That's a myth. The Coppermine used aluminum interconnects. The name "Coppermine" refers to the Coppermine River, which was selected as part of Intel's typical selection of natural features in the U.S. Northwest as code names for CPUs. The first x86 CPU with copper interconnects was the original 250 nm AMD Athlon K7 ("Argon.") Intel didn't introduce copper interconnects until the PIII Tualatin in 2001. The only new thing with the PIII Coppermine was that it debuted Intel's first desktop/server flip-chip PGA arrangement. All of their previous socketed chips were standard die-downwards PPGA, CPGA, DIP, or leaded pin-edge carrier units.
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October 7, 2009 2:43:51 AM

Quote:
...if all you want is ECC, just about all ASUS socket AM3 motherboards and AMD's socket AM3 CPUs (Phenom II, Athlon II) support ECC. You can get an Athlon II X4 620 and an ASUS 785G motherboard for less than one Xeon X3530 costs and get your ECC support. AMD's chips are also not difficult to cool when running at full load as AMD's stock heatsinks are better than Intel's


Awesome Point!

Quote:

Shawn Said>>
BTW: I think the PIII Copermine was a revolutionary advance. I am so glad they switched to Copper traces.

MU_Engineer Said>>
That's a myth. The Coppermine used aluminum interconnects. The name "Coppermine" refers to the Coppermine River, which was selected as part of Intel's typical selection of natural features in the U.S. Northwest as code names for CPUs. The first x86 CPU with copper interconnects was the original 250 nm AMD Athlon K7 ("Argon.") Intel didn't introduce copper interconnects until the PIII Tualatin in 2001. The only new thing with the PIII Coppermine was that it debuted Intel's first desktop/server flip-chip PGA arrangement. All of their previous socketed chips were standard die-downwards PPGA, CPGA, DIP, or leaded pin-edge carrier units.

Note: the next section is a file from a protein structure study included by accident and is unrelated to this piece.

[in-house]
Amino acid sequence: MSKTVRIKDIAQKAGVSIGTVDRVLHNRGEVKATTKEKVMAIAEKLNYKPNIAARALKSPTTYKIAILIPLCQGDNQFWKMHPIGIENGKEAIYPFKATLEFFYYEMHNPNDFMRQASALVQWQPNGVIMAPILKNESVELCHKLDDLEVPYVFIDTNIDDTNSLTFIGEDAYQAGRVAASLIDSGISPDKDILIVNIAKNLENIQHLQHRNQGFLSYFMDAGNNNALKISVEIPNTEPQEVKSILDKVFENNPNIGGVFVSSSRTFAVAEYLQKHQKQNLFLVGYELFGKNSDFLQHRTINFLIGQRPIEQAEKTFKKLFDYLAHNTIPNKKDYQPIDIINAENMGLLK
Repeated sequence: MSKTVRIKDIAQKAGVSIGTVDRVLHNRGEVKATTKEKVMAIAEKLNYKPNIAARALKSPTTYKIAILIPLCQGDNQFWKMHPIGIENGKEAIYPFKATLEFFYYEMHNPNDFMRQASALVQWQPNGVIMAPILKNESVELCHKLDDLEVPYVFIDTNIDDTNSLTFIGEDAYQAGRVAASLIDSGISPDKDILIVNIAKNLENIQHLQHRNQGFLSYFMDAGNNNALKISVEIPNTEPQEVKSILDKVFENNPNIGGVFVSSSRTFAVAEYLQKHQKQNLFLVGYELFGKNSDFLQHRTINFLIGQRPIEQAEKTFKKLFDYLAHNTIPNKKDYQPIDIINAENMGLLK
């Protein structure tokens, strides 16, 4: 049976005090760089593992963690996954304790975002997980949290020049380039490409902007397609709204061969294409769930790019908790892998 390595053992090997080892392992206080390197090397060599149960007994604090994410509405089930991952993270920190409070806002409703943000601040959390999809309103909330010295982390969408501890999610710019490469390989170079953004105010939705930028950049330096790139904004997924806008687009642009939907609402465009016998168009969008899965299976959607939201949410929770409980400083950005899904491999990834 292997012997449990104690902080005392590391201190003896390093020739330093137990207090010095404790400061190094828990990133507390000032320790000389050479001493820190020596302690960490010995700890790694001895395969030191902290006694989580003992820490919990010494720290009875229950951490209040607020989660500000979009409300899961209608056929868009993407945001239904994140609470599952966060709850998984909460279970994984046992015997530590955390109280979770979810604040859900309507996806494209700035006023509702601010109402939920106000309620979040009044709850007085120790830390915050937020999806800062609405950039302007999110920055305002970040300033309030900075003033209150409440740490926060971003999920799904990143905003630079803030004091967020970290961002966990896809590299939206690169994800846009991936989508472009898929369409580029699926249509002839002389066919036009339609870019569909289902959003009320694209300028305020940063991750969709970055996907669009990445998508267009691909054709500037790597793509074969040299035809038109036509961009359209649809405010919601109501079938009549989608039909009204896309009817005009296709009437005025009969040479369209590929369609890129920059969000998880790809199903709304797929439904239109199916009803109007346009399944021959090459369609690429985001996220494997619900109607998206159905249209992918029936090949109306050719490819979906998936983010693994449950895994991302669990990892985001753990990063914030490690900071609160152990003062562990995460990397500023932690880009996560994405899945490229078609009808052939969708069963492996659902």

Dude! You are a genius!!!!
Funny, I thought I actually had copper interconnects on my PIII all that time!

Mr. MU_Engineer, I really appreciate your high quality feedback.
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a c 99 à CPUs
October 7, 2009 9:55:48 PM

shawn_eary said:
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Dude! You are a genius!!!!
Funny, I thought I actually had copper interconnects on my PIII all that time!


I went and looked it up one day. My brother had a new laptop with a Pentium M "Dothan" and I wondered what the heck that code name meant. (It is "dove" in Hebrew in case you cared.) I came across a page that detailed the code names for various Intel CPUs and what they referred to, and they mentioned the Coppermine had no copper interconnects.